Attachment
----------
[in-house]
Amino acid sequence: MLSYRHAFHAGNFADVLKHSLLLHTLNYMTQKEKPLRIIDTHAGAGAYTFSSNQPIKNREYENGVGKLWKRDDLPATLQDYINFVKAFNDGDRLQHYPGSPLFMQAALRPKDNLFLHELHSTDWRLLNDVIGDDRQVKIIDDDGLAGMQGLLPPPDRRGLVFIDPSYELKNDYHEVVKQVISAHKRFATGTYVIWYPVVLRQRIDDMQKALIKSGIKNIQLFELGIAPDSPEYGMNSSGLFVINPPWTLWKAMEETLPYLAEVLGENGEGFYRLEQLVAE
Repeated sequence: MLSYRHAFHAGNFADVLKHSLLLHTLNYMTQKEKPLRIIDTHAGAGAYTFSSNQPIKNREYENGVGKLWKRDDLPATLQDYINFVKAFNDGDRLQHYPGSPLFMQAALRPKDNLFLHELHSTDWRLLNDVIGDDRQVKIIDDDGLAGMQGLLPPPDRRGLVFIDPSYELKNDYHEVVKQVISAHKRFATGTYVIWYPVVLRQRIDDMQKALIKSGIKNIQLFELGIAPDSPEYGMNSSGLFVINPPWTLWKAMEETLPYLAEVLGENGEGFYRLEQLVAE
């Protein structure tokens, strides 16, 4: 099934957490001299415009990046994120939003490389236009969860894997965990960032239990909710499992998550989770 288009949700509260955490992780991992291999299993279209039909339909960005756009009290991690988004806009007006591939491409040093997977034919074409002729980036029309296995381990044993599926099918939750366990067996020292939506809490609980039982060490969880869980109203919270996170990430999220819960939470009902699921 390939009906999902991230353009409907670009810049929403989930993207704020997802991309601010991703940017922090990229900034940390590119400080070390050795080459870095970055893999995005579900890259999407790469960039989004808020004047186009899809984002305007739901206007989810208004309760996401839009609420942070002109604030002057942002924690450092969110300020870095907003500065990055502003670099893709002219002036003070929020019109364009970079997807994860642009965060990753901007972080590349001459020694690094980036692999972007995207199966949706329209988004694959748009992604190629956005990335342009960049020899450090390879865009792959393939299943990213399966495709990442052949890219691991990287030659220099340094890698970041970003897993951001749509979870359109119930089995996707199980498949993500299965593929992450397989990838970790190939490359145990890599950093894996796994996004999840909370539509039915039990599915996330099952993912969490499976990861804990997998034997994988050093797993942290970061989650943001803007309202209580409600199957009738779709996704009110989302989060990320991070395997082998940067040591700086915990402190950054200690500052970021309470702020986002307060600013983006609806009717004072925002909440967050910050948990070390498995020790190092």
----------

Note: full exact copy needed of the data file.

[in-house]
Amino acid sequence: MLSYRHAFHAGNFADVLKHSLLLHTLNYMTQKEKPLRIIDTHAGAGAYTFSSNQPIKNREYENGVGKLWKRDDLPATLQDYINFVKAFNDGDRLQHYPGSPLFMQAALRPKDNLFLHELHSTDWRLLNDVIGDDRQVKIIDDDGLAGMQGLLPPPDRRGLVFIDPSYELKNDYHEVVKQVISAHKRFATGTYVIWYPVVLRQRIDDMQKALIKSGIKNIQLFELGIAPDSPEYGMNSSGLFVINPPWTLWKAMEETLPYLAEVLGENGEGFYRLEQLVAE
Repeated sequence: MLSYRHAFHAGNFADVLKHSLLLHTLNYMTQKEKPLRIIDTHAGAGAYTFSSNQPIKNREYENGVGKLWKRDDLPATLQDYINFVKAFNDGDRLQHYPGSPLFMQAALRPKDNLFLHELHSTDWRLLNDVIGDDRQVKIIDDDGLAGMQGLLPPPDRRGLVFIDPSYELKNDYHEVVKQVISAHKRFATGTYVIWYPVVLRQRIDDMQKALIKSGIKNIQLFELGIAPDSPEYGMNSSGLFVINPPWTLWKAMEETLPYLAEVLGENGEGFYRLEQLVAE
């Protein structure tokens, strides 16, 4: 099934957490001299415009990046994120939003490389236009969860894997965990960032239990909710499992998550989770 288009949700509260955490992780991992291999299993279209039909339909960005756009009290991690988004806009007006591939491409040093997977034919074409002729980036029309296995381990044993599926099918939750366990067996020292939506809490609980039982060490969880869980109203919270996170990430999220819960939470009902699921 390939009906999902991230353009409907670009810049929403989930993207704020997802991309601010991703940017922090990229900034940390590119400080070390050795080459870095970055893999995005579900890259999407790469960039989004808020004047186009899809984002305007739901206007989810208004309760996401839009609420942070002109604030002057942002924690450092969110300020870095907003500065990055502003670099893709002219002036003070929020019109364009970079997807994860642009965060990753901007972080590349001459020694690094980036692999972007995207199966949706329209988004694959748009992604190629956005990335342009960049020899450090390879865009792959393939299943990213399966495709990442052949890219691991990287030659220099340094890698970041970003897993951001749509979870359109119930089995996707199980498949993500299965593929992450397989990838970790190939490359145990890599950093894996796994996004999840909370539509039915039990599915996330099952993912969490499976990861804990997998034997994988050093797993942290970061989650943001803007309202209580409600199957009738779709996704009110989302989060990320991070395997082998940067040591700086915990402190950054200690500052970021309470702020986002307060600013983006609806009717004072925002909440967050910050948990070390498995020790190092």